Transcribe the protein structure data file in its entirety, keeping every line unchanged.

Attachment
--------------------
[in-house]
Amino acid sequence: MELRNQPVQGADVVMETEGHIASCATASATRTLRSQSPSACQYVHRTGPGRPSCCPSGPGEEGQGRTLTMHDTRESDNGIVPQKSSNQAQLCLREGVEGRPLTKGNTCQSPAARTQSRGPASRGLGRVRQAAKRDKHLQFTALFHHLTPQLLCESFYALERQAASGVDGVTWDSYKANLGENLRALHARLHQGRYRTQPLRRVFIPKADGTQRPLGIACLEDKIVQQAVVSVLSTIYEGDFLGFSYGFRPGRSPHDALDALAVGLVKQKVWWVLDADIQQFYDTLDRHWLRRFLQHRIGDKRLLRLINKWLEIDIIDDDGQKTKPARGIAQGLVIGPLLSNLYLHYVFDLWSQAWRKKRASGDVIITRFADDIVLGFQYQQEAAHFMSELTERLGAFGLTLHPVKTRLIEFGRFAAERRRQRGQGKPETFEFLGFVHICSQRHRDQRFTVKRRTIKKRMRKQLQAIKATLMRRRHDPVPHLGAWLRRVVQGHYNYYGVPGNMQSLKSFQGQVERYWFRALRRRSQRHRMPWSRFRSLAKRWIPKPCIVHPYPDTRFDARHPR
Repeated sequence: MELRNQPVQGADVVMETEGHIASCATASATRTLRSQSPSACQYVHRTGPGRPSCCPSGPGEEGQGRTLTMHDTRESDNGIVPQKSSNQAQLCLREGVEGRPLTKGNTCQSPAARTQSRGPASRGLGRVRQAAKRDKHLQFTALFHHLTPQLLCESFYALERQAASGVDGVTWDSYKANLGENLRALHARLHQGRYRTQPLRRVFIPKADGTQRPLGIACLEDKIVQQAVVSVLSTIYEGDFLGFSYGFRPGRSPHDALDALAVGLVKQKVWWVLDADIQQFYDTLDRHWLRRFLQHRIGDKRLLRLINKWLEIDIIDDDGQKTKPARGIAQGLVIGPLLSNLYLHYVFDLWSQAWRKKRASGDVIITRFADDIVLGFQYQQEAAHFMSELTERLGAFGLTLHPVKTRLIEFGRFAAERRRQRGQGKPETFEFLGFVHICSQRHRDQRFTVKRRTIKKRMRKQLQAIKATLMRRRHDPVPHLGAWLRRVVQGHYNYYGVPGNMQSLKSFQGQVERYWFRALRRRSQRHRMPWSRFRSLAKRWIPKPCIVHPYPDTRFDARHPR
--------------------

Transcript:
[in-house]
Amino acid sequence: MELRNQPVQGADVVMETEGHIASCATASATRTLRSQSPSACQYVHRTGPGRPSCCPSGPGEEGQGRTLTMHDTRESDNGIVPQKSSNQAQLCLREGVEGRPLTKGNTCQSPAARTQSRGPASRGLGRVRQAAKRDKHLQFTALFHHLTPQLLCESFYALERQAASGVDGVTWDSYKANLGENLRALHARLHQGRYRTQPLRRVFIPKADGTQRPLGIACLEDKIVQQAVVSVLSTIYEGDFLGFSYGFRPGRSPHDALDALAVGLVKQKVWWVLDADIQQFYDTLDRHWLRRFLQHRIGDKRLLRLINKWLEIDIIDDDGQKTKPARGIAQGLVIGPLLSNLYLHYVFDLWSQAWRKKRASGDVIITRFADDIVLGFQYQQEAAHFMSELTERLGAFGLTLHPVKTRLIEFGRFAAERRRQRGQGKPETFEFLGFVHICSQRHRDQRFTVKRRTIKKRMRKQLQAIKATLMRRRHDPVPHLGAWLRRVVQGHYNYYGVPGNMQSLKSFQGQVERYWFRALRRRSQRHRMPWSRFRSLAKRWIPKPCIVHPYPDTRFDARHPR
Repeated sequence: MELRNQPVQGADVVMETEGHIASCATASATRTLRSQSPSACQYVHRTGPGRPSCCPSGPGEEGQGRTLTMHDTRESDNGIVPQKSSNQAQLCLREGVEGRPLTKGNTCQSPAARTQSRGPASRGLGRVRQAAKRDKHLQFTALFHHLTPQLLCESFYALERQAASGVDGVTWDSYKANLGENLRALHARLHQGRYRTQPLRRVFIPKADGTQRPLGIACLEDKIVQQAVVSVLSTIYEGDFLGFSYGFRPGRSPHDALDALAVGLVKQKVWWVLDADIQQFYDTLDRHWLRRFLQHRIGDKRLLRLINKWLEIDIIDDDGQKTKPARGIAQGLVIGPLLSNLYLHYVFDLWSQAWRKKRASGDVIITRFADDIVLGFQYQQEAAHFMSELTERLGAFGLTLHPVKTRLIEFGRFAAERRRQRGQGKPETFEFLGFVHICSQRHRDQRFTVKRRTIKKRMRKQLQAIKATLMRRRHDPVPHLGAWLRRVVQGHYNYYGVPGNMQSLKSFQGQVERYWFRALRRRSQRHRMPWSRFRSLAKRWIPKPCIVHPYPDTRFDARHPR